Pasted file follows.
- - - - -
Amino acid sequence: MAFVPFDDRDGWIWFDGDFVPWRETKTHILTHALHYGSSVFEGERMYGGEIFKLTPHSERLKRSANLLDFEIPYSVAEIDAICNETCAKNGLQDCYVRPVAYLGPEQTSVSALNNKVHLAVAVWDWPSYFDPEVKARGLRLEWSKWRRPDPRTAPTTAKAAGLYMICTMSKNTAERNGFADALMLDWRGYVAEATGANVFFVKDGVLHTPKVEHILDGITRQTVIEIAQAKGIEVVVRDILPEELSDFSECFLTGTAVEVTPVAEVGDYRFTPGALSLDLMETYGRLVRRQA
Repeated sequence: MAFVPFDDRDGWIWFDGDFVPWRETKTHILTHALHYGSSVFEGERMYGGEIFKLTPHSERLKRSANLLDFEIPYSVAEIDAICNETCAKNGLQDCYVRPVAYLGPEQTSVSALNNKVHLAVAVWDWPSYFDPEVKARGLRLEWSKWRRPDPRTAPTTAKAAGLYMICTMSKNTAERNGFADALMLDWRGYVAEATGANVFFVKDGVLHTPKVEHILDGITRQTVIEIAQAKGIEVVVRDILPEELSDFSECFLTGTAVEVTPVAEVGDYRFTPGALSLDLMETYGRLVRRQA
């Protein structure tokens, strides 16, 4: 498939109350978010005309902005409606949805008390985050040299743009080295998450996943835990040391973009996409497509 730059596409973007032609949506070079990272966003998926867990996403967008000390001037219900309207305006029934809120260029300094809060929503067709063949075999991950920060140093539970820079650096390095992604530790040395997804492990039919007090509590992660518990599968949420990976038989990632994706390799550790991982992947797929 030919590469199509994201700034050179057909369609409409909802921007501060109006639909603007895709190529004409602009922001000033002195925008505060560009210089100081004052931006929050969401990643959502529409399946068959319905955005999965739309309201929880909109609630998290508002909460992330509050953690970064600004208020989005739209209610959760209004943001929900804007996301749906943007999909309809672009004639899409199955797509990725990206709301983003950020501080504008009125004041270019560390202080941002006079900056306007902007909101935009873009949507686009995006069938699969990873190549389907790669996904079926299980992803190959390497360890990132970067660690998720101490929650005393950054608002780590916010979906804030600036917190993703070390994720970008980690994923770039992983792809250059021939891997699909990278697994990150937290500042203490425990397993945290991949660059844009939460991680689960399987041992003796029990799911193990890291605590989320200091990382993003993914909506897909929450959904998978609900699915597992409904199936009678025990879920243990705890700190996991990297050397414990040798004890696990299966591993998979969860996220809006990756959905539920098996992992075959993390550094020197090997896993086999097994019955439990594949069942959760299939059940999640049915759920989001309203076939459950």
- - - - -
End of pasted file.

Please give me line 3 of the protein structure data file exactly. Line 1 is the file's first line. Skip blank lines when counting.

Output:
């Protein structure tokens, strides 16, 4: 498939109350978010005309902005409606949805008390985050040299743009080295998450996943835990040391973009996409497509 730059596409973007032609949506070079990272966003998926867990996403967008000390001037219900309207305006029934809120260029300094809060929503067709063949075999991950920060140093539970820079650096390095992604530790040395997804492990039919007090509590992660518990599968949420990976038989990632994706390799550790991982992947797929 030919590469199509994201700034050179057909369609409409909802921007501060109006639909603007895709190529004409602009922001000033002195925008505060560009210089100081004052931006929050969401990643959502529409399946068959319905955005999965739309309201929880909109609630998290508002909460992330509050953690970064600004208020989005739209209610959760209004943001929900804007996301749906943007999909309809672009004639899409199955797509990725990206709301983003950020501080504008009125004041270019560390202080941002006079900056306007902007909101935009873009949507686009995006069938699969990873190549389907790669996904079926299980992803190959390497360890990132970067660690998720101490929650005393950054608002780590916010979906804030600036917190993703070390994720970008980690994923770039992983792809250059021939891997699909990278697994990150937290500042203490425990397993945290991949660059844009939460991680689960399987041992003796029990799911193990890291605590989320200091990382993003993914909506897909929450959904998978609900699915597992409904199936009678025990879920243990705890700190996991990297050397414990040798004890696990299966591993998979969860996220809006990756959905539920098996992992075959993390550094020197090997896993086999097994019955439990594949069942959760299939059940999640049915759920989001309203076939459950």